With PyCharm, a developer can also run code. Using a linter, it also highlights bugs and inconsistencies with PEP 8 and allows you to automatically format the code. The paid version of PyCharma also has support for creating websites in Django and Flask, a profiler and database tools. PyCharm also allows for relatively simple management of virtual environments.

There are also many plugins and extensions that can make your code work much easier. PyCharm can definitely be called such a great IDE!

Source: JetBrains
When to use PyCharm?

PyCharm is definitely best suited for large projects, such as projects in Django. It’s very often used during Python dedicated learning courses – I have also gained my Python skills on this IDE! Similarly to coding in RStudio if I am only coding in R, I would select PyCharm if I was only coding in Python.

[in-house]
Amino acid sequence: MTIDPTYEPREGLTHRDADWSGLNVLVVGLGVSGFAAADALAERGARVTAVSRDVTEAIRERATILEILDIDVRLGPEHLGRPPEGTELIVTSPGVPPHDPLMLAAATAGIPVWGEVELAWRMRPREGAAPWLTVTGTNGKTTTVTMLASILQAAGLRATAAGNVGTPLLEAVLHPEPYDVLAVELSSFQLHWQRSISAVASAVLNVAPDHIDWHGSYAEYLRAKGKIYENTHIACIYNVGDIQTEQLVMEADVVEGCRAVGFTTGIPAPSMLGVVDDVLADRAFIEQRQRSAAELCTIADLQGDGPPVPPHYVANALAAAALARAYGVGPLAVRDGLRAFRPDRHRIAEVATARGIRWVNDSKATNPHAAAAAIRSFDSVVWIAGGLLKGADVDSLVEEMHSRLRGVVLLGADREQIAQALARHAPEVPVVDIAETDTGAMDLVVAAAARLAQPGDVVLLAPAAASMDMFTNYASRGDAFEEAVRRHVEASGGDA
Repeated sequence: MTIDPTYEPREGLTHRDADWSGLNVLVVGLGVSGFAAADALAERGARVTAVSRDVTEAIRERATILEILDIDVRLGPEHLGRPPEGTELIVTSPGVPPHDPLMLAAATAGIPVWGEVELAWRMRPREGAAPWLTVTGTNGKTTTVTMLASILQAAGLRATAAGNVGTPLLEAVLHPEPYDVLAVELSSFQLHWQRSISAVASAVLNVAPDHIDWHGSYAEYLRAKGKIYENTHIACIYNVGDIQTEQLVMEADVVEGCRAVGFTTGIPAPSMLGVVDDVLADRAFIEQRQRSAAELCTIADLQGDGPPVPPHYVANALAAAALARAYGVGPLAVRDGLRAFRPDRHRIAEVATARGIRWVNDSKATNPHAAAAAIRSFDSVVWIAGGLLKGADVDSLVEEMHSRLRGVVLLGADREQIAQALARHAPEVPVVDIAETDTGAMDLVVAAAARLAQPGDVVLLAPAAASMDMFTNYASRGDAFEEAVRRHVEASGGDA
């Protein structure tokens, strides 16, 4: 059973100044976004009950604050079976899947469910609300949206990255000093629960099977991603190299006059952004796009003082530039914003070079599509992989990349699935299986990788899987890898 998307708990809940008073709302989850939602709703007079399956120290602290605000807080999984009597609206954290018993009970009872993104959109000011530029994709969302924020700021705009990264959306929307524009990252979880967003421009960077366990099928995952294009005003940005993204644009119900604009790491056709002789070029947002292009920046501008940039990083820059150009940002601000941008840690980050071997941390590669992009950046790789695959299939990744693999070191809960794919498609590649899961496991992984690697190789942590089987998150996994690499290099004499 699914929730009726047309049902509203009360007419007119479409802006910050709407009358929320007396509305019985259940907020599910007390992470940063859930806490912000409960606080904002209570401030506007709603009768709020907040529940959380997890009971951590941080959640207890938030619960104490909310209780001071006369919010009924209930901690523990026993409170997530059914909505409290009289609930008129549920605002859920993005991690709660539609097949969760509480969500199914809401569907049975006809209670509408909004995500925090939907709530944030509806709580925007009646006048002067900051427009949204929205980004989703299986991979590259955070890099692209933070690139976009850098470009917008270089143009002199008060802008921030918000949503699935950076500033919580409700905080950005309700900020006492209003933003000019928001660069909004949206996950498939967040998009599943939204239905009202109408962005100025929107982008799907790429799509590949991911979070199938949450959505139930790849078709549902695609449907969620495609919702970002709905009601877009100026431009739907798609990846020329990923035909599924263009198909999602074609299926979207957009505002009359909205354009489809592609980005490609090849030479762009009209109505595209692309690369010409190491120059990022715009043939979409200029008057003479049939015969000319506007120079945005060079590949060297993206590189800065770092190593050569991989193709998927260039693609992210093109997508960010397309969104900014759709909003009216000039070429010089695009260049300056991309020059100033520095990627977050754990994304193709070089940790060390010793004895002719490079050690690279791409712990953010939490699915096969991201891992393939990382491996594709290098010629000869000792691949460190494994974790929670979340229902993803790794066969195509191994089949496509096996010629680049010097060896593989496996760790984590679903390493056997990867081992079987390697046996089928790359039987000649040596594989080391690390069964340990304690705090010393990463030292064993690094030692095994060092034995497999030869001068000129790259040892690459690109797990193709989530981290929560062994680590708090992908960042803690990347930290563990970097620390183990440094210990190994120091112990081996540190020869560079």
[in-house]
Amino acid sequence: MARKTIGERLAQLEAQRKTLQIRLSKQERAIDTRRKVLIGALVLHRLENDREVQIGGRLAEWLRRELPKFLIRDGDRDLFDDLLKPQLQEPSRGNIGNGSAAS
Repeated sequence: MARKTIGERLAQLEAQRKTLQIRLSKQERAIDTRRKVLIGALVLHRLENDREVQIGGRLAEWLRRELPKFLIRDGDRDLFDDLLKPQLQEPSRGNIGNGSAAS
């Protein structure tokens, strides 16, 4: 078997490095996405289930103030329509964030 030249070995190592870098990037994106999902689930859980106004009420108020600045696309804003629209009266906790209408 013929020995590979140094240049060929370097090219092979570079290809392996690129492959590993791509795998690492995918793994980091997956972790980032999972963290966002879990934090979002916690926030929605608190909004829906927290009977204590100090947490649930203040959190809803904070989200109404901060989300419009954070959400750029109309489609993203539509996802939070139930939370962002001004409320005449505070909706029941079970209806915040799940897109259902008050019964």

VS Code

Visual Studio Code is a lightweight IDE developed by Microsoft. The greatest strength of the tool, in my opinion, are extensions that allow you to adapt the IDE to virtually any language. If you’re interested in this IDE, I would really recommend you a tutorial guide done by Corey Schafer where he shows how to configure your Python environment in VS Code from scratch! I haven’t found better resource on this topic than his material, it’s worth to keep it in your bookmarks. 🙂

Together with VS Code extensions, it is a tool that works well for refactoring, has syntax hints, a debugging tool and built-in git integration. Of course, we can adapt the IDE to ourselves by adding extensions to facilitate, for example, working with Docker or markdown.